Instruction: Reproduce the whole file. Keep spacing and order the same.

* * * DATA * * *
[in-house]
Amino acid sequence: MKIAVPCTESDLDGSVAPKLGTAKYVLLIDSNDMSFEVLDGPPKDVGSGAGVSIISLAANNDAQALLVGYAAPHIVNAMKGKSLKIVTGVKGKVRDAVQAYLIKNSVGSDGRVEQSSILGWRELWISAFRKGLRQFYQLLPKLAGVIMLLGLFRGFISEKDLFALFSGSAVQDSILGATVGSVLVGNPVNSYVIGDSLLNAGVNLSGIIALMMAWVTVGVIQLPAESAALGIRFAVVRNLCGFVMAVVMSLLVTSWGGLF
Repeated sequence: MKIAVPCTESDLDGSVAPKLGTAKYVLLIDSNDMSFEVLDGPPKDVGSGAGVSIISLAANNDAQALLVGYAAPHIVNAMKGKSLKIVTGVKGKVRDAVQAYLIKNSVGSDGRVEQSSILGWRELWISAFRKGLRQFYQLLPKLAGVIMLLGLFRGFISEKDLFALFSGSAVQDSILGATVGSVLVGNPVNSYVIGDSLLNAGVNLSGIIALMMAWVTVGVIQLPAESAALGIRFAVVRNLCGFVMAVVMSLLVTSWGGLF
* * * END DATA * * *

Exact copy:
[in-house]
Amino acid sequence: MKIAVPCTESDLDGSVAPKLGTAKYVLLIDSNDMSFEVLDGPPKDVGSGAGVSIISLAANNDAQALLVGYAAPHIVNAMKGKSLKIVTGVKGKVRDAVQAYLIKNSVGSDGRVEQSSILGWRELWISAFRKGLRQFYQLLPKLAGVIMLLGLFRGFISEKDLFALFSGSAVQDSILGATVGSVLVGNPVNSYVIGDSLLNAGVNLSGIIALMMAWVTVGVIQLPAESAALGIRFAVVRNLCGFVMAVVMSLLVTSWGGLF
Repeated sequence: MKIAVPCTESDLDGSVAPKLGTAKYVLLIDSNDMSFEVLDGPPKDVGSGAGVSIISLAANNDAQALLVGYAAPHIVNAMKGKSLKIVTGVKGKVRDAVQAYLIKNSVGSDGRVEQSSILGWRELWISAFRKGLRQFYQLLPKLAGVIMLLGLFRGFISEKDLFALFSGSAVQDSILGATVGSVLVGNPVNSYVIGDSLLNAGVNLSGIIALMMAWVTVGVIQLPAESAALGIRFAVVRNLCGFVMAVVMSLLVTSWGGLF